First published in Norwegian back in 1927, Giants in the Earth starts out as the family is alone on the prairie, trying to catch up with some other Norwegian families who have left Minnesota and are going to start a new settlement in the Dakota territories (not Nebraska, but relatively close to where I eventually lived in Omaha).  Per Hansa et al have become separated from the group and are lost on the prairie; Beret is pregnant and terrified of what will happen if they don't get their bearings and meet up with the rest.  Everything they own is stuffed into the wagon drawn by their two oxen, and it's like a giant sea of grass.  

Eventually, they catch up with the rest and all seems well.  The rest of the story is several years in the life of the family; basically, it's like Little House on the Prairie, but from the point of the view of the adults.  Seriously, what was it really like for Ma out there, all alone in the Dakota territory, living in a sod house?  They were miles from anyone else -- can you imagine giving birth all alone like that?  And living in a house made of dirt?  And the winters -- well, winters in Nebraska are long and hard.  I love the change of seasons, but I really enjoy the Texas winters -- it's rare if it drops below the thirties, much less snow.  Winter in Omaha can last about five months, and the wind whips over the plains, and boy, it is cold.  I loved living in Omaha but I don't know how people did it 150 years ago, miles from anyone else for days or weeks at a time.  And don't get me started on outhouses in the winter -- I haven't been camping for years, and it was in the summer.  I like my modern conveniences!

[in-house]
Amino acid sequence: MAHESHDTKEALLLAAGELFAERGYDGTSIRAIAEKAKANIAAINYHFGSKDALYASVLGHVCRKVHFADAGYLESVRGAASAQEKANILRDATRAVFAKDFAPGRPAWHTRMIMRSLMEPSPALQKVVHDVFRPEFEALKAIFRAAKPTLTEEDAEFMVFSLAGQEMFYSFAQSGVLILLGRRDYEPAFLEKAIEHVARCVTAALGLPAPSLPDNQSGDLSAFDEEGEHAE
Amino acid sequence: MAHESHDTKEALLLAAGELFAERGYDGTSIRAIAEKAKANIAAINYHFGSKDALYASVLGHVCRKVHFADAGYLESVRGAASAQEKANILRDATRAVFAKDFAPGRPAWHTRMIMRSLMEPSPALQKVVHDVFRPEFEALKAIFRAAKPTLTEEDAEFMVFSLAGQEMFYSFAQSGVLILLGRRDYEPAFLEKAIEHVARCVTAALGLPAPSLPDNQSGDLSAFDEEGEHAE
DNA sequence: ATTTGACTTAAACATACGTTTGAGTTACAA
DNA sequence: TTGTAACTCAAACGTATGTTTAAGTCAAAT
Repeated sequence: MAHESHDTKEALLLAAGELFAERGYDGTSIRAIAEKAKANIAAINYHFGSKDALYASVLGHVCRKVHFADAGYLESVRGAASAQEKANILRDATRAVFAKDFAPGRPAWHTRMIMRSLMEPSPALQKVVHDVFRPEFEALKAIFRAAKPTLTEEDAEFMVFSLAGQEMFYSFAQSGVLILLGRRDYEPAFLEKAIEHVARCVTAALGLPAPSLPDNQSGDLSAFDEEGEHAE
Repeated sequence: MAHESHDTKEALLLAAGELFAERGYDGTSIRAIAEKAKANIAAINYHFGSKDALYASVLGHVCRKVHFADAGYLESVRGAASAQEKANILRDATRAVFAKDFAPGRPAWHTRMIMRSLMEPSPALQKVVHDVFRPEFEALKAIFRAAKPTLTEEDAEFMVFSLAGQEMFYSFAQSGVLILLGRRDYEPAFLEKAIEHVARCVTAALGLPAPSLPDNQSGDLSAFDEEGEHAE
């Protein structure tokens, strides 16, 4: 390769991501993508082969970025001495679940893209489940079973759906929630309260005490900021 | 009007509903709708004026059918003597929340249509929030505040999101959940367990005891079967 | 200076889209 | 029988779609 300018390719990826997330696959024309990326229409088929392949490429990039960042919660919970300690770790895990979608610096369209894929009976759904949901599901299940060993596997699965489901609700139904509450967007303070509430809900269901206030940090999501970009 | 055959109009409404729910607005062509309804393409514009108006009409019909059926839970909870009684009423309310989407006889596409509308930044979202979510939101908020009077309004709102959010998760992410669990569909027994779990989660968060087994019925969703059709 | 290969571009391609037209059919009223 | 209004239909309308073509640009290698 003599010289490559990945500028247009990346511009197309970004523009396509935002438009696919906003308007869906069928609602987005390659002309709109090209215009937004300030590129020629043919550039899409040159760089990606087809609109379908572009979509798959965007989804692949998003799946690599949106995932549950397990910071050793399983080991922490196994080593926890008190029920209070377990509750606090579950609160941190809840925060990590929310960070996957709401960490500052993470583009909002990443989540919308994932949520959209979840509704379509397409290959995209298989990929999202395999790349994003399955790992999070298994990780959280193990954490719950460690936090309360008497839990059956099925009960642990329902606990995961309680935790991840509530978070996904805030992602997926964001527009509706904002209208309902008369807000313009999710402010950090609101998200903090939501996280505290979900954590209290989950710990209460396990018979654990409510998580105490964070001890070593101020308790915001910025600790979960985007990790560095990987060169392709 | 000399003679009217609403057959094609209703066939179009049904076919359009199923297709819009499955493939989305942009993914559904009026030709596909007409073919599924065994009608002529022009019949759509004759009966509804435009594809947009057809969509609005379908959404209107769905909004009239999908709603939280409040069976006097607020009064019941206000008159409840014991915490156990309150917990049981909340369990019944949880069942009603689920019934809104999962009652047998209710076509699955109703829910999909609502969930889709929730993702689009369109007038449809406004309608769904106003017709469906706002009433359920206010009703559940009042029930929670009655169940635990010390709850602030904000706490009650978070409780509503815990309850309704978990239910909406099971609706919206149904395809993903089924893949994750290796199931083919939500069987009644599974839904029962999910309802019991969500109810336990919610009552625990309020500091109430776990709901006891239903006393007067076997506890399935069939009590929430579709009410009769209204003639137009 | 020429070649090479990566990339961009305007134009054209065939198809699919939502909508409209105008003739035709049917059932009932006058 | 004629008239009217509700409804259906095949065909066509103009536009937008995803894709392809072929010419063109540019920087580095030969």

I've been a military spouse for 18 years, and since 1995 we've had six major moves, including one overseas.  They're always incredibly stressful, even in modern times with real beds, real toilets, and professional packers and movers.  I don't know how pioneer women did it back then.  These women had to deal with the cold and the dirt and they were lucky to see a midwife, much less a doctor.  And the stress of worrying about crops -- these people are dealing with plagues of locusts just like the Ingalls family in LHotP.  We've got some giant bugs in Texas but nothing like what they had to deal with.